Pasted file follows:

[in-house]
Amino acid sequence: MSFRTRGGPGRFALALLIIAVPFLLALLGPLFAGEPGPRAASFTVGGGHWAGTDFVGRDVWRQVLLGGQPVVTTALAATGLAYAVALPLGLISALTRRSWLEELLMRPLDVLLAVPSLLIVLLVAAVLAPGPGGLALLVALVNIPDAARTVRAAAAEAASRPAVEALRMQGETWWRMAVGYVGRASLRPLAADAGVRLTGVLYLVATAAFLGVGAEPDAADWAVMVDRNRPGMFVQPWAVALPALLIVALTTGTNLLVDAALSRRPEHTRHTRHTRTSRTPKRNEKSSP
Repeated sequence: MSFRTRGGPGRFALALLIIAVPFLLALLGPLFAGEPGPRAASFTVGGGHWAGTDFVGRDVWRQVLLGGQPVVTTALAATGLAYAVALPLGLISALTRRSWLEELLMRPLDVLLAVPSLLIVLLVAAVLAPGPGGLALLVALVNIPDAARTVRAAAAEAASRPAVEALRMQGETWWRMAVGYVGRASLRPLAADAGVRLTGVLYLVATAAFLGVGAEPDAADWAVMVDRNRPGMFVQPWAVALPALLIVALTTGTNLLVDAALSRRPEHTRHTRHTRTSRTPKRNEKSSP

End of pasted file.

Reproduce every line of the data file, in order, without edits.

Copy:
[in-house]
Amino acid sequence: MSFRTRGGPGRFALALLIIAVPFLLALLGPLFAGEPGPRAASFTVGGGHWAGTDFVGRDVWRQVLLGGQPVVTTALAATGLAYAVALPLGLISALTRRSWLEELLMRPLDVLLAVPSLLIVLLVAAVLAPGPGGLALLVALVNIPDAARTVRAAAAEAASRPAVEALRMQGETWWRMAVGYVGRASLRPLAADAGVRLTGVLYLVATAAFLGVGAEPDAADWAVMVDRNRPGMFVQPWAVALPALLIVALTTGTNLLVDAALSRRPEHTRHTRHTRTSRTPKRNEKSSP
Repeated sequence: MSFRTRGGPGRFALALLIIAVPFLLALLGPLFAGEPGPRAASFTVGGGHWAGTDFVGRDVWRQVLLGGQPVVTTALAATGLAYAVALPLGLISALTRRSWLEELLMRPLDVLLAVPSLLIVLLVAAVLAPGPGGLALLVALVNIPDAARTVRAAAAEAASRPAVEALRMQGETWWRMAVGYVGRASLRPLAADAGVRLTGVLYLVATAAFLGVGAEPDAADWAVMVDRNRPGMFVQPWAVALPALLIVALTTGTNLLVDAALSRRPEHTRHTRHTRTSRTPKRNEKSSP